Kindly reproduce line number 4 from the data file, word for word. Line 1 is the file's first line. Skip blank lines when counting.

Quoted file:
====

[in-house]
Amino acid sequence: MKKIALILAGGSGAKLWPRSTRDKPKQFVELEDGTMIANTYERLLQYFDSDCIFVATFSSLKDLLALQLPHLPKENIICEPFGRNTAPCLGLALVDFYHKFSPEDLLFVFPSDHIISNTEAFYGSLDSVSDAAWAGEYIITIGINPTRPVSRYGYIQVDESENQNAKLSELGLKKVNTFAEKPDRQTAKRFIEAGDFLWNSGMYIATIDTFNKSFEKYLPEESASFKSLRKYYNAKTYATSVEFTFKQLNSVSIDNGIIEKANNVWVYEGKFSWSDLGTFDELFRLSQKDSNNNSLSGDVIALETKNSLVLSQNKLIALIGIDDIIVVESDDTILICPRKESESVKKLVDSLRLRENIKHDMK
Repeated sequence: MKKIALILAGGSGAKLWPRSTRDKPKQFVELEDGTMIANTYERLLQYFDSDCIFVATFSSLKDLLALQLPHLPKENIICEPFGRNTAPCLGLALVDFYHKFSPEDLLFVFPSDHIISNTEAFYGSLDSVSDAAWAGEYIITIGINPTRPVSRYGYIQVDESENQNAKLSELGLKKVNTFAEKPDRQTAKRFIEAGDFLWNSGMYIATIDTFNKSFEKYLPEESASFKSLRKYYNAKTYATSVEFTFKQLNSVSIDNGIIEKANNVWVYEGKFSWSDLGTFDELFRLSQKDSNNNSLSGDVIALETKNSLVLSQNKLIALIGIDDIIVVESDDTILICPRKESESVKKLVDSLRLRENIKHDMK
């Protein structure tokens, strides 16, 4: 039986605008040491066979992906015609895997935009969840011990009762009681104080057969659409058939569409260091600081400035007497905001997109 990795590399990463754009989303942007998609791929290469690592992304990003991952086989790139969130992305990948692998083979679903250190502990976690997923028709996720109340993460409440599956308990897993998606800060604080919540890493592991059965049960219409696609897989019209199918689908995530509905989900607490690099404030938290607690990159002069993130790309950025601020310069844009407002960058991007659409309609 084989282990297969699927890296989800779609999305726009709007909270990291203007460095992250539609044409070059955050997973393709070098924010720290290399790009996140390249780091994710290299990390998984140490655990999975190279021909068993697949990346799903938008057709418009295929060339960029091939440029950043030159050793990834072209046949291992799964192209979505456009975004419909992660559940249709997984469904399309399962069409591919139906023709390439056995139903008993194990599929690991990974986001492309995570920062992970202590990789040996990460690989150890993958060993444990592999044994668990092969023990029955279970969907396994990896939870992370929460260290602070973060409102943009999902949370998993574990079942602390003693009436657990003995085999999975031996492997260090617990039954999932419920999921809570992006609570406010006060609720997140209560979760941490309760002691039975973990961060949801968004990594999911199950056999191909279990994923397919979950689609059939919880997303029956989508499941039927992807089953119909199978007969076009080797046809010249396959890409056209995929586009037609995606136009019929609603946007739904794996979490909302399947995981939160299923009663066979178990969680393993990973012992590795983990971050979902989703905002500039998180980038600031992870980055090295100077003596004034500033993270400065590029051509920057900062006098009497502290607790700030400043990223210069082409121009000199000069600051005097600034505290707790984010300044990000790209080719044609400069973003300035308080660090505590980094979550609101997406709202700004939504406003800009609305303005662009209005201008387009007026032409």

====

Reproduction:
């Protein structure tokens, strides 16, 4: 039986605008040491066979992906015609895997935009969840011990009762009681104080057969659409058939569409260091600081400035007497905001997109 990795590399990463754009989303942007998609791929290469690592992304990003991952086989790139969130992305990948692998083979679903250190502990976690997923028709996720109340993460409440599956308990897993998606800060604080919540890493592991059965049960219409696609897989019209199918689908995530509905989900607490690099404030938290607690990159002069993130790309950025601020310069844009407002960058991007659409309609 084989282990297969699927890296989800779609999305726009709007909270990291203007460095992250539609044409070059955050997973393709070098924010720290290399790009996140390249780091994710290299990390998984140490655990999975190279021909068993697949990346799903938008057709418009295929060339960029091939440029950043030159050793990834072209046949291992799964192209979505456009975004419909992660559940249709997984469904399309399962069409591919139906023709390439056995139903008993194990599929690991990974986001492309995570920062992970202590990789040996990460690989150890993958060993444990592999044994668990092969023990029955279970969907396994990896939870992370929460260290602070973060409102943009999902949370998993574990079942602390003693009436657990003995085999999975031996492997260090617990039954999932419920999921809570992006609570406010006060609720997140209560979760941490309760002691039975973990961060949801968004990594999911199950056999191909279990994923397919979950689609059939919880997303029956989508499941039927992807089953119909199978007969076009080797046809010249396959890409056209995929586009037609995606136009019929609603946007739904794996979490909302399947995981939160299923009663066979178990969680393993990973012992590795983990971050979902989703905002500039998180980038600031992870980055090295100077003596004034500033993270400065590029051509920057900062006098009497502290607790700030400043990223210069082409121009000199000069600051005097600034505290707790984010300044990000790209080719044609400069973003300035308080660090505590980094979550609101997406709202700004939504406003800009609305303005662009209005201008387009007026032409």